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Showing posts from July, 2020

Episode 43 - Babylon 2 Hammurabi's Siegecraft and Diplomacy

We have actual letters from Hammurabi that show off the diplomacy and statecraft for which the king was celebrated, and in the chaotic years leading up to the Great Elamite War, he will have many opportunities to employ all his many skills to manage the balance of power without violence. But when violence comes, it means cities will be put to siege, so the second half of the episode examines what we know about middle bronze age siegecraft. In both war and peace we will see the calculating intelligence of the men of Mesopotamia on full display.

Episode 42 - Babylon 1 Hammurabi's Kingdom and Character

What was Hammurabi like, and what did the kingdom of Babylon look like in the earliest days? Today, we are going to look at the man himself, Hammurabi, and what he did when he inherited the kingdom from his father. There will be some legal drama, including a trial by water, as well as diplomatic jockeying and a bit of low level warfare. If you are new to the show, this is a great place to start, since this is something of a turning point in Mesopotamian history, and Hammurabi's Babylon is one of the best places to learn about not just exciting military campaigns, but also the daily life, culture, and world view of the people of the Middle Bronze Age. I think the series on Hammurabi is likely to get a number of new listeners, and so I am going to re-explain some things that long-time listeners should already be familiar with. Hopefully this isn't too tiring for my established listeners. There is a small dispute whether his name should be written and pronounced Hammurabi o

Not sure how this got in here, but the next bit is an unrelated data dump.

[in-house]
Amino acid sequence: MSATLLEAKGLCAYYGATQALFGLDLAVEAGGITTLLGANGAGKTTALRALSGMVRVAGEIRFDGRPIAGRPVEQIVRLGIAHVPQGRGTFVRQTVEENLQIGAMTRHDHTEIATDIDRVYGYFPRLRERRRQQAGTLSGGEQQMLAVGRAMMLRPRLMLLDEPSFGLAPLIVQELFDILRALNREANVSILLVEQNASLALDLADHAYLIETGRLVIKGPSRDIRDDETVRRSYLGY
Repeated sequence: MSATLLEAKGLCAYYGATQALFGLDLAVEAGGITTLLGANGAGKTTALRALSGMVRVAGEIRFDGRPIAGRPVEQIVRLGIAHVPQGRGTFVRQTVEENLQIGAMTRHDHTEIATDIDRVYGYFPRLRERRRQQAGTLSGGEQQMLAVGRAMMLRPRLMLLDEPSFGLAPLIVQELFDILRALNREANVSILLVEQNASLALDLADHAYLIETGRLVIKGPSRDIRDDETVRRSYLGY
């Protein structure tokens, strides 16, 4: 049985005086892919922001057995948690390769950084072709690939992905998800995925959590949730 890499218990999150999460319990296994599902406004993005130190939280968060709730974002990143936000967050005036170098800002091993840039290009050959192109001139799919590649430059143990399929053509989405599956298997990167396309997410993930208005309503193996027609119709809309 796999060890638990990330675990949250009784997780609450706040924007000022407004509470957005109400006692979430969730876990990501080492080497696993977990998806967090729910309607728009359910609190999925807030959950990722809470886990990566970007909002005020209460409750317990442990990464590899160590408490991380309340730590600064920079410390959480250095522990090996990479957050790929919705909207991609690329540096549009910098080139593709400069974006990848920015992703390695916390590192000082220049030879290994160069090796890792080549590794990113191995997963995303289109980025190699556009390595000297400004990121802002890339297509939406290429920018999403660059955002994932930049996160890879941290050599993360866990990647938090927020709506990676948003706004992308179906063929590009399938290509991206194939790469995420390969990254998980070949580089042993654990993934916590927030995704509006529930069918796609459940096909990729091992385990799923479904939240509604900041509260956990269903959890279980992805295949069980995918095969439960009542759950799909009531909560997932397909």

Episode 41 - Assyria 2 Shamshi-Adad and the Upper Mesopotamian Empire

From a refugee in Babylon to the king of the largest empire Mesopotamia has seen since the fall of Ur, and the first Assyrian empire at that, Shamshi-Adad's life is a roller coaster of ups and downs. This week we watch as he builds up his northern empire and begins to develop and handle it in a distinctively empire-like way. The fact that it wouldn't survive his death is almost beside the point. The origins of Shamshi-Adad are very confused. As mentioned in the show, some think his dynasty started in Ekallatum, some think it started in Terqa, some think there may have been a small territorial kingdom that held both cities even though they are very far apart and held nothing in between. Additionally, while everyone agrees Ekallatum was on the Tigris, whether it was north or south of Assur is also debated, though south seems more right to me. Honestly, there are so many different stories that there isn't even a most popular one, each source I can find interprets it in a d

Episode 40 - Syria 1 Barbarian Kingdoms and Biblical Patriarchs

The Amorites swept through Syria and held the region in a dark age longer than any other part of Mesopotamia. But when the dust finally does settle, we will see a number of nations ruled by barbarians, but behaving in quite civilized fashions. Today we will look at the establishment of Yamhad, Qatna, and Mari as well as the early kings of Assyria, getting a feel for the new players that will be with us for the next few hundred years. In the second half of the show, we enter briefly into the Age of Biblical Patriarchs and events of the Book of Genesis, though this is more of an interesting tangent than a major part of the historical narrative at this point. A general map of Hurrian settlements is below, taken from the partially complete but interesting website on the Hurrian city of Urkesh. Also, for my own reference I put together a few dates of when places were active, this might help someone else, but don't take it as gospel: Shamshi-Adad - 1812 - 1776 Hammurabi - 179

Episode 39 - Assyria 1 The Merchants and Families of Assyria

We know very little about the kings of early Assyria, so our introduction to the north will be bottom up by necessity. We know about merchants and farmers and pastoralists and slaves, men and women who worked the land and built the nation. It is a welcome break from the endless listing of "King did this" that makes up so much of the rest of history. In this period, old Assyria is primarily a commercial power, not a military one. Instead of conquests, we will see colonies, and instead of soldiers, we will see caravans.